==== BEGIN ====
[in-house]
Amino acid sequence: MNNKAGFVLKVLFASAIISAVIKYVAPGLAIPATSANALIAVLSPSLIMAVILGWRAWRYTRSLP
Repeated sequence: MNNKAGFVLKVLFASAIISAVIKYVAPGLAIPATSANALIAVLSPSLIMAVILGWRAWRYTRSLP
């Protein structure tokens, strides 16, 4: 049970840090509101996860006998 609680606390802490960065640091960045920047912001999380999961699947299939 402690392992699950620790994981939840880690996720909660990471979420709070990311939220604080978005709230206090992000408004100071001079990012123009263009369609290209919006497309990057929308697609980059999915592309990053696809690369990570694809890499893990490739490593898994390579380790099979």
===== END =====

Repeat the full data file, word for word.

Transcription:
[in-house]
Amino acid sequence: MNNKAGFVLKVLFASAIISAVIKYVAPGLAIPATSANALIAVLSPSLIMAVILGWRAWRYTRSLP
Repeated sequence: MNNKAGFVLKVLFASAIISAVIKYVAPGLAIPATSANALIAVLSPSLIMAVILGWRAWRYTRSLP
């Protein structure tokens, strides 16, 4: 049970840090509101996860006998 609680606390802490960065640091960045920047912001999380999961699947299939 402690392992699950620790994981939840880690996720909660990471979420709070990311939220604080978005709230206090992000408004100071001079990012123009263009369609290209919006497309990057929308697609980059999915592309990053696809690369990570694809890499893990490739490593898994390579380790099979």